White House Increasingly at Odds With Republicans on Health Care

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Congressional Republicans have shifted from discussing repeal of the Affordable Care Act to talking about how to bolster the 2010 law — but the Trump administration continues to flirt with undermining it.

The White House, still reeling from Senate Republicans’ failure last week to undo former President Barack Obama’s signature domestic achievement, on Wednesday again raised the possibility of not making key Obamacare payments that are owed to insurers, known as cost-sharing reductions. President Donald Trump hasn’t publicly said whether he would continue the payments or cut them off this month.

“The president’s attitude is fairly simple: If people are suffering, and they are, and they will continue to suffer because we have not repealed or replaced Obamacare, why shouldn’t insurance companies similarly suffer? That’s his point,” Office of Management and Budget Director Mick Mulvaney said on CNN. “I don’t think that’s an unfair or unreasonable position for the president of the United States to take.”

By taking a hard-line approach, Trump is going up against industry groups, governors, Democrats and senior members of his own party. They all want Trump to stop threatening to cut off the payments, which help insurers reduce the financial burden of health care for low-income enrollees.

Trump’s views are also at odds with the electorate, with most voters opposing his calls to “let Obamacare fail.” Fifty-nine percent said they would rather have both parties work together to make Obamacare better, compared with twenty-five percent of voters who back Trump’s strategy, according to a July 20-24 Morning Consult poll. GOP voters were more evenly split, with 42 percent saying Republicans in Congress should let the ACA fail, while 43 percent said they should work to make it better.

Insurers warn that ceasing CSR payments would force them to flee the exchanges — or at the very least hike premiums significantly. For instance, California announced Tuesday that premiums for its ACA plans are projected to rise by an average of 12.5 percent next year, an increase that state officials blamed in part on uncertainty caused by the Trump administration’s policies.

On Wednesday, governors of both parties urged the administration to reverse course and commit to funding the insurer payments in the future to stave off any more rate hikes.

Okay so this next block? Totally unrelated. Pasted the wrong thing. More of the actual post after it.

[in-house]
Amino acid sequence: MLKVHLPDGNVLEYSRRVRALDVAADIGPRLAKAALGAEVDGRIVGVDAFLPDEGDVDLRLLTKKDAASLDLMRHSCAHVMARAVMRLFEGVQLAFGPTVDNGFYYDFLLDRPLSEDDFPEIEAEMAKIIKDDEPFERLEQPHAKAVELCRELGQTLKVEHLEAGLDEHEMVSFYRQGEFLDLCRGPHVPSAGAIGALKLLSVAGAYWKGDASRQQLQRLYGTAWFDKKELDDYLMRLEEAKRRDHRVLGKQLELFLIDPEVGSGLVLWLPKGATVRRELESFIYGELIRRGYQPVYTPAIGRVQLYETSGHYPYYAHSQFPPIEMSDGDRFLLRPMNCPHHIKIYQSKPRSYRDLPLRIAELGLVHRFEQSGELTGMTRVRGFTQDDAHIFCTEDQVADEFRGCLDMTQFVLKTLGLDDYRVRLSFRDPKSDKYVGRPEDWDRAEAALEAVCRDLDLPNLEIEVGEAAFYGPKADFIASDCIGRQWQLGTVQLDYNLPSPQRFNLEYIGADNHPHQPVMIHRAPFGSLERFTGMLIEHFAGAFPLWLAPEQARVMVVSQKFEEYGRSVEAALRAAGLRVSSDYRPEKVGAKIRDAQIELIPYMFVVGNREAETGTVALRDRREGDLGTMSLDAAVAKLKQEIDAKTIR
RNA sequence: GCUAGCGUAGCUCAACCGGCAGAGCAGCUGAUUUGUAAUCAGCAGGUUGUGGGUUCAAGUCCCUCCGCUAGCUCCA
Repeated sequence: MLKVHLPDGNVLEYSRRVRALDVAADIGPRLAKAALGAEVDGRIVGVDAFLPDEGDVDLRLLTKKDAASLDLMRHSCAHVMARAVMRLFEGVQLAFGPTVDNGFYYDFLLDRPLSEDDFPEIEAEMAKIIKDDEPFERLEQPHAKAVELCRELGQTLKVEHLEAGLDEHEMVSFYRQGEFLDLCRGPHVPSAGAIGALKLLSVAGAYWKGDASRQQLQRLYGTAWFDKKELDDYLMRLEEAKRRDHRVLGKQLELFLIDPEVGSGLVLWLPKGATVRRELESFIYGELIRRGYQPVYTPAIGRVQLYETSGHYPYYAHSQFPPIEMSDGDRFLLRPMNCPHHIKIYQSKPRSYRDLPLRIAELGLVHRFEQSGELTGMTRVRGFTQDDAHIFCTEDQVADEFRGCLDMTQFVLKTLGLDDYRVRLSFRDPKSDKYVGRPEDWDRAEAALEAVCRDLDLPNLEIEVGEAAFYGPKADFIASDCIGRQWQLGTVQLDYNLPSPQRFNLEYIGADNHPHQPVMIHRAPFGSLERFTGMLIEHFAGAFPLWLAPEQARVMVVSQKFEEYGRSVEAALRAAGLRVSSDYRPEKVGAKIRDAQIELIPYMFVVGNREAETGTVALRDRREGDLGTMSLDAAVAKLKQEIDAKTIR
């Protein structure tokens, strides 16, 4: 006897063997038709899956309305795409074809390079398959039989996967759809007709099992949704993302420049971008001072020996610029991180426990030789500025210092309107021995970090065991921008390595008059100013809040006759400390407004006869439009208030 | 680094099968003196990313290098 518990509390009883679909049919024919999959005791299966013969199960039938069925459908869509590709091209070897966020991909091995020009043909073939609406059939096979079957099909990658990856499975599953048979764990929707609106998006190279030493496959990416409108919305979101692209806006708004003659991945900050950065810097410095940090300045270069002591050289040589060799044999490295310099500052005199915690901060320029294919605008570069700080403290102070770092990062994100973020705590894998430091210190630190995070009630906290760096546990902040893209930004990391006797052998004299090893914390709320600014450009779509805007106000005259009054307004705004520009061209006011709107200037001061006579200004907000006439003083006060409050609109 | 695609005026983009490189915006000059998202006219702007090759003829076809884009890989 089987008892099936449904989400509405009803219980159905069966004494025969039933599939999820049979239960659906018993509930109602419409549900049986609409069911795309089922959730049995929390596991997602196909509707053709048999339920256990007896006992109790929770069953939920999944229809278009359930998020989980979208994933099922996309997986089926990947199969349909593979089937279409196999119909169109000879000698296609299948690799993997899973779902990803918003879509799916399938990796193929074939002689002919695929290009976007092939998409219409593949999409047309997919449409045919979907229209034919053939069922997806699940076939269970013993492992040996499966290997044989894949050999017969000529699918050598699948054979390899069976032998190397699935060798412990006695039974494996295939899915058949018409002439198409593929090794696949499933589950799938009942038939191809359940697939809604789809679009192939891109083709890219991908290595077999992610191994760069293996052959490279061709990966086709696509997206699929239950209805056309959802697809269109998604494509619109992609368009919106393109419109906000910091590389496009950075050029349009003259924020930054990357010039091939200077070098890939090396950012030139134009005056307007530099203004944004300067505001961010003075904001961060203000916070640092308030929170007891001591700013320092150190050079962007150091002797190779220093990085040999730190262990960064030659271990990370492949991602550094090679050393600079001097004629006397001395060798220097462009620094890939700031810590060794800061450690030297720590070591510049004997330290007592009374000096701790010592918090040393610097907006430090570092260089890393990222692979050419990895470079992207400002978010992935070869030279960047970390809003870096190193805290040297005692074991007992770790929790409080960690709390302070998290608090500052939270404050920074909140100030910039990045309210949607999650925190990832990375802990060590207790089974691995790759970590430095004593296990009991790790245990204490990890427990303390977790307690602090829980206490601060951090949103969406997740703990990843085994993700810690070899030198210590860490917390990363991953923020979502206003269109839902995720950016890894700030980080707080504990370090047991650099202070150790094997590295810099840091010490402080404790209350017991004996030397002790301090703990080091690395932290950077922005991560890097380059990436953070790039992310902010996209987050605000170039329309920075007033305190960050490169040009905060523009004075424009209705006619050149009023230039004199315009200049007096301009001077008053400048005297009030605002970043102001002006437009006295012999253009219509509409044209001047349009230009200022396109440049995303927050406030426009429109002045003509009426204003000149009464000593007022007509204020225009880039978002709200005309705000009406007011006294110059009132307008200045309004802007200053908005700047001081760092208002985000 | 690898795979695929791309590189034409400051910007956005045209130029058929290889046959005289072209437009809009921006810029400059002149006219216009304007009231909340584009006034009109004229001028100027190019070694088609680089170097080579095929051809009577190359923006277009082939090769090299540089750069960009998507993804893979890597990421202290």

“It is critically important to provide insurers and states with certainty that CSRs will be funded,” the National Governors Association said in a statement. “Governors urge immediate action to stabilize the individual marketplace, protect consumers from rising premiums and prevent additional insurers from exiting the market.”

Still, some hard-liners in Congress are wary of continuing the CSR payments.

“The path to lowering premiums is more competition, more choices, more options, more consumer freedom,” Sen. Ted Cruz (R-Texas) told reporters Wednesday. “The answer is not millions more dollars of subsidies for insurance companies.”

The deadline for insurers to file premium prices is Aug. 16, and insurers must decide whether to participate in the Obamacare exchanges by Sept. 27.

The uncertainty surrounding the payments is only furthering momentum in Congress for a bipartisan fix on health care.

The Senate Health, Education, Labor and Pensions Committee plans to begin a series of hearings starting the week of Sept. 4 in an effort to hash out a bipartisan bill to stabilize the ACA exchanges. Committee Chairman Lamar Alexander hopes the resulting legislation will include at least a one-year extension of the insurer payments. During a hearing on Tuesday, the Tennessee Republican urged Trump to agree to make the CSR payments in August and September, giving Congress a window to pass the legislation.

In the House, a bipartisan group of more than 30 lawmakers, known as the “Problem Solvers Caucus,” has also outlined a plan to give Congress authority over the CSRs.

More than half of voters (54 percent) want federal funding to continue for the ACA — rather than cutting off funding and risking a negative impact to health insurance markets, according to the poll from last week. Twenty-seven percent disagreed.

Morning Consult